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Not only does the Linksys WVC200 stand out for it distinctive design but it’s also the lowest cost PTZ camera we’ve yet seen. For such a low price you’re actually getting a lot of features as along with pan, tilt and zoom functions the camera supports 802.11g wireless operations, has built in audio functions and provides motion detection facilities.
The camera body is built well enough although the lightweight plastic stand supplied in the kit is too flimsy and not heavy enough to stop the power and network cables moving it around. Lens coverage is comparatively good as the camera can cover ± 67 degrees in the horizontal plane and +30/-34 degrees in the vertical. To keep costs down, optical zoom is a casualty as all you get is a basic 2x digital zoom and our tests showed it delivering some poor results.
The camera is equipped with a Fast Ethernet port and an 802.11g wireless client - a useful feature is the small LCD display at the front which shows the unit’s IP address. This does have security implications as you don’t really want everyone knowing the camera’s address but Linksys has this covered as you can switch the display and status LEDs off from the web management interface. Operations in low light levels aren’t as good as most of Axis’ IP cameras as the WVC200 can only go down to 2lux but it does have an IR filter so it’ll work with any IR illuminator. We tested this with an Axis MFLED 850nm LED illuminator and the camera showed it lighting up the surrounding area like daylight.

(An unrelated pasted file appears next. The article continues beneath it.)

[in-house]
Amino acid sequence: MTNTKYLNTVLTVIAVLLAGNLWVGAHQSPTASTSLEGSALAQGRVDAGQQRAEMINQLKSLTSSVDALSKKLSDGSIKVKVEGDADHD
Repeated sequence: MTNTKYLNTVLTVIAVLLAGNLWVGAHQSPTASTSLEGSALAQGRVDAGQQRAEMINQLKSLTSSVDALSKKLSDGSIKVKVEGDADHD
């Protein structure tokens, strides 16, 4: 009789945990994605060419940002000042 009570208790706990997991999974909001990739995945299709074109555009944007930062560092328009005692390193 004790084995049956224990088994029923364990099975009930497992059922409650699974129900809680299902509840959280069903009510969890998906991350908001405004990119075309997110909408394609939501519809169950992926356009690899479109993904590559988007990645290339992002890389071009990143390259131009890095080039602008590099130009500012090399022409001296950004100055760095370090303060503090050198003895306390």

With a DHCP server on the case, installation is a cinch as you just read the IP address from the front panel and enter it into a web browser. Alternatively, you can use the bundled setup wizard utility which searches for Linksys cameras and takes you through wireless configuration if required. On first contact, the web interface requires valid login credentials after which you go to the home page which offers a row of tabs across the top for each function. The live view page provides plenty of camera controls alongside the viewing window so you use the nine button keypad to control pan and tilt or use the on-image controls where you point at the area you want the camera to move to.
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